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Strobe Lights

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NEWS
By John-John Williams IV | January 21, 2007
If you've driven by Oakland Mills High School in the early morning or evening, you might have noticed strobe lights flashing from the roof. The lights are a way to repel about 100 turkey vultures that roost on the roof and rip away patches of material in the process. The vultures started showing up in November, and school officials are illuminating the strobe lights every day from 5 a.m. to 7:30 a.m. and from 5 p.m. until 9 p.m. Maintenance workers are exploring the use of reflectors to repel the birds.
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NEWS
By John-John Williams IV | January 21, 2007
If you've driven by Oakland Mills High School in the early morning or evening, you might have noticed strobe lights flashing from the roof. The lights are a way to repel about 100 turkey vultures that roost on the roof and rip away patches of material in the process. The vultures started showing up in November, and school officials are illuminating the strobe lights every day from 5 a.m. to 7:30 a.m. and from 5 p.m. until 9 p.m. Maintenance workers are exploring the use of reflectors to repel the birds.
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NEWS
By Anne Haddad and Anne Haddad,Staff writer | March 31, 1991
A group of residents say they hope the county's new Board of Commissioners will take a fresh look at their 6-year-old complaint over blinking lights on the WGRX-FM radio tower."
FEATURES
By Glenn McNatt and Glenn McNatt,SUN ART CRITIC | August 27, 2002
There's a long history of Western photographers in the Third World, and most of it falls into two categories: photojournalistic coverage of wars, natural disasters and political upheaval, and National Geographic-type pictures of "primitive" peoples, which tend mainly to reinforce European notions of superiority under cover of sly, voyeuristic images of scantily clad non-white women. Phil Borges' photographs at Gomez Gallery don't quite qualify as journalism, but neither are they just another excuse for imperialist cheesecake.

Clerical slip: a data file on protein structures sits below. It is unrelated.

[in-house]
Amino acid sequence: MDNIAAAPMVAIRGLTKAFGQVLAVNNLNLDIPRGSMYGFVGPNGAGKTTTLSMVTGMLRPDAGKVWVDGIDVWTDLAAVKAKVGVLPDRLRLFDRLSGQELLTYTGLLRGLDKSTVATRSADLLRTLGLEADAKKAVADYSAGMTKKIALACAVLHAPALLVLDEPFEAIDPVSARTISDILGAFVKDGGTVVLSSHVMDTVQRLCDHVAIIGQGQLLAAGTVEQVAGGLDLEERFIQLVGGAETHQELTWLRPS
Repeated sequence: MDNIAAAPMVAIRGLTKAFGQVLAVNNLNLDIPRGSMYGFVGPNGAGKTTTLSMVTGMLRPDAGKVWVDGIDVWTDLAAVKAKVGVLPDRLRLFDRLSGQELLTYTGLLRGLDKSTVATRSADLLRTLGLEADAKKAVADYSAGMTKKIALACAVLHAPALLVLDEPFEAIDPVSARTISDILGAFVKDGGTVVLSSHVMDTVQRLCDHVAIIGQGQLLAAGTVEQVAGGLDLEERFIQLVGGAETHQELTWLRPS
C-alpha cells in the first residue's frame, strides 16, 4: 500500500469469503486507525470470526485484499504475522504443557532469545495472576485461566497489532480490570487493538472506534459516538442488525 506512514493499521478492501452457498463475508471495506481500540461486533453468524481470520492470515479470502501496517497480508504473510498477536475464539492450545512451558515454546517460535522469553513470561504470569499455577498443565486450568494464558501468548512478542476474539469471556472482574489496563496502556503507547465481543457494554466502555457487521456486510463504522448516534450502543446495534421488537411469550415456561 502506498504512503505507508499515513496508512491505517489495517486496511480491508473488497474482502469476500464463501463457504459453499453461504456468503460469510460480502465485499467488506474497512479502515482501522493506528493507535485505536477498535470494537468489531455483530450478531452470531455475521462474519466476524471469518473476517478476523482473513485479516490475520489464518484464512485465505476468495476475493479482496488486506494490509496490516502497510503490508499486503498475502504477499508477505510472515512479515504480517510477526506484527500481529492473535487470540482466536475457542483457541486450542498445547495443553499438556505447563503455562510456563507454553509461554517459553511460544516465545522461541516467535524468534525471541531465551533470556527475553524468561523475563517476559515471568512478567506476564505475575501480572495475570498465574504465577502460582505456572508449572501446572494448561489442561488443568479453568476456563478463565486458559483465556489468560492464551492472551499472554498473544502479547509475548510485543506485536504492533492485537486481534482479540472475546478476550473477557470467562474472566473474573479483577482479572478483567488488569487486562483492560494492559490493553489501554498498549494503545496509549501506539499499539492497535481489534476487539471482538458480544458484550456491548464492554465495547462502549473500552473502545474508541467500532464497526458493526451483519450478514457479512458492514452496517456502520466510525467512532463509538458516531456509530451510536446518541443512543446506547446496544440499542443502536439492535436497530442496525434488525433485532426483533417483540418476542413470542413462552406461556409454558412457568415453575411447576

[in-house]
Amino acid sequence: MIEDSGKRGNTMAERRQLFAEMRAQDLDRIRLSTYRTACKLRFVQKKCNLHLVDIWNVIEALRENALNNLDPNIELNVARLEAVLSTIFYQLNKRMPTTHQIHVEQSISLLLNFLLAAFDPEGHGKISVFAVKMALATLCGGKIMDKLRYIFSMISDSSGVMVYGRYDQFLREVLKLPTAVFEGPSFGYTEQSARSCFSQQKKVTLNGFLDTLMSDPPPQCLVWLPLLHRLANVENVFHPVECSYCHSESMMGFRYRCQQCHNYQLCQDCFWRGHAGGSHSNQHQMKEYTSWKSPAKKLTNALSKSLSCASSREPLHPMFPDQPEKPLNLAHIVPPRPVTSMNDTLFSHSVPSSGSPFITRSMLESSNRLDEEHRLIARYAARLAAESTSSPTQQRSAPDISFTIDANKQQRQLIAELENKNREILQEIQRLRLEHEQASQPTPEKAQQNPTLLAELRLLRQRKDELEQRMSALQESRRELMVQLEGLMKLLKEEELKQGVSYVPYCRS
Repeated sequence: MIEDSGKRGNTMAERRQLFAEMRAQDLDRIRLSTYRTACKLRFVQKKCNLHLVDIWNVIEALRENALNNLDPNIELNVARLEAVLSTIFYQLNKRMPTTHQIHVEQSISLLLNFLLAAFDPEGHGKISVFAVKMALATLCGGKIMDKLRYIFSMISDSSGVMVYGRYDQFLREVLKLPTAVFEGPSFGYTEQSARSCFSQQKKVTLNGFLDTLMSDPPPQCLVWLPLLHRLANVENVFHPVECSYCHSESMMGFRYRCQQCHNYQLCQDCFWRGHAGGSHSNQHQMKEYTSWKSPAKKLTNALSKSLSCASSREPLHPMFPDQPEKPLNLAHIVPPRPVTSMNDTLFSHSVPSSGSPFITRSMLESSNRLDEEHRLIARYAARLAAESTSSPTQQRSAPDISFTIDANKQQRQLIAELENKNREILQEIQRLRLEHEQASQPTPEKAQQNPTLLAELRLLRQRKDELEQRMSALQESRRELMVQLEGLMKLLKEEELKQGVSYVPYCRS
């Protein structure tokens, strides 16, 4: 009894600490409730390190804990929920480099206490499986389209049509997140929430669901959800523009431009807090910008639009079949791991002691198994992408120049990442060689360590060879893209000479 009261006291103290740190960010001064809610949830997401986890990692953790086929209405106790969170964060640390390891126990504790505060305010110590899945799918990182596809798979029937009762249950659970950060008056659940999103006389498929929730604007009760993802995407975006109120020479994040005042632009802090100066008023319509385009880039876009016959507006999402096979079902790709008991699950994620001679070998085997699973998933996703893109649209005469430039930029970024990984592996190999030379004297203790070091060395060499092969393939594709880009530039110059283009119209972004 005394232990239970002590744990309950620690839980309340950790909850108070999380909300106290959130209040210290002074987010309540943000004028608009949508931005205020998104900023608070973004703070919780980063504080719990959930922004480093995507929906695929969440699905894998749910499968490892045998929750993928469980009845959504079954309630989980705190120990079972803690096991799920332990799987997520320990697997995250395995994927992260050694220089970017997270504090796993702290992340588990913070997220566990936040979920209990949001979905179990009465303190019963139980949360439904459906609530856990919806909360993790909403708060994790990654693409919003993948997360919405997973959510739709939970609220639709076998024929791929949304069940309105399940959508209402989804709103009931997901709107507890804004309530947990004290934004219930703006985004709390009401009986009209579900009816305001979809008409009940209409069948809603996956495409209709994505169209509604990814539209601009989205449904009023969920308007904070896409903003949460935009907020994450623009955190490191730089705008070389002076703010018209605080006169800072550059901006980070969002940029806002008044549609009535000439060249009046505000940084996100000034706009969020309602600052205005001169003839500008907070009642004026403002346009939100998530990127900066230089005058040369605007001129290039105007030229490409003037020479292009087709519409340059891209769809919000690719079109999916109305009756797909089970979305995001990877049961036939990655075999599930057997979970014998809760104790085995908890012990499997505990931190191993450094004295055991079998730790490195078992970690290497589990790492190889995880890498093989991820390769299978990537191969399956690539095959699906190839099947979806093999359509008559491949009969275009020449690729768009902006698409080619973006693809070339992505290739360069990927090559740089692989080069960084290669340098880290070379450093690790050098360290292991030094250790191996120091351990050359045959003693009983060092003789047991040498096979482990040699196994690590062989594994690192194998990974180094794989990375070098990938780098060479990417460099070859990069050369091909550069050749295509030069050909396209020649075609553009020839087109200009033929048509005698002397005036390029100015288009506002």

NEWS
By Adam Sachs and Adam Sachs,Staff writer | December 18, 1991
A communications company reluctantly has complied with a county commissioner order to replace strobe lights on its WGRX-FM radio tower here, pleasing a small group of nearby residents who battled for the change for six years.Shamrock Communications, based in Scranton, Pa., took almost the entire 180-day grace period granted by the commissioners before replacing the white strobes with a constant red light at night. Hampstead resident Sean Gibbons, who led the citizens group,said he noticed the change on Dec. 9."
FEATURES
By Glenn McNatt and Glenn McNatt,SUN ART CRITIC | August 27, 2002
There's a long history of Western photographers in the Third World, and most of it falls into two categories: photojournalistic coverage of wars, natural disasters and political upheaval, and National Geographic-type pictures of "primitive" peoples, which tend mainly to reinforce European notions of superiority under cover of sly, voyeuristic images of scantily clad non-white women. Phil Borges' photographs at Gomez Gallery don't quite qualify as journalism, but neither are they just another excuse for imperialist cheesecake.
NEWS
By Anne Haddad and Anne Haddad,Staff writer | June 9, 1991
Tenacity and an election have paid dividends for residents annoyed by the strobe lights of the WGRX tower.The station now has six months either to switch to a continuous red light after dark or to appeal Thursday's order by the County Commissioners.The board announced Thursday its 2-1 vote to order the change after a group of residents petitioned the county last April for a hearing. In 1987, the same request was turned down by a different Board of Commissioners.Carroll's delegation, led by Richard N. Dixon, D-Carroll, led the General Assembly to pass a law in 1985 that gave the county the authority to make the order.
NEWS
April 21, 1991
Editor's note: Rising costs, fewer state and federal dollars, and falling county revenues have pushed Carroll's deficit over $5 million, spurring immediate cutbacks, reduced work forces and, for the first time, talk of possible layoffs. The Budget Office has directed all county agencies to cut their budgets by 1 percent for fiscal 1991, whichends June 30, and by 2 percent for fiscal 1992. For the first time in more than a decade, Carroll will experience actual cuts in programs. We have been asking readers where cuts should be made, whether taxes should be increased, and related questions.
NEWS
By TaNoah Morgan and TaNoah Morgan,SUN STAFF | January 29, 1999
A county fire inspector cited Crofton Middle School Tuesday for violating the state fire code because strobe lights attached to fire alarms to warn deaf students of danger were not working.Firefighters called to the school because of a natural gas leak issued the citation and a repair order on the spot, Battalion Chief Martin P. Pardoe said yesterday. School officials said they did not know whether the lights had been repaired yesterday.Fire inspectors opened an investigation into the school's evacuation procedures Tuesday after students took longer than six minutes to get out of the building.
ENTERTAINMENT
By Glenn McNatt and Glenn McNatt,Sun Art Critic | September 12, 1999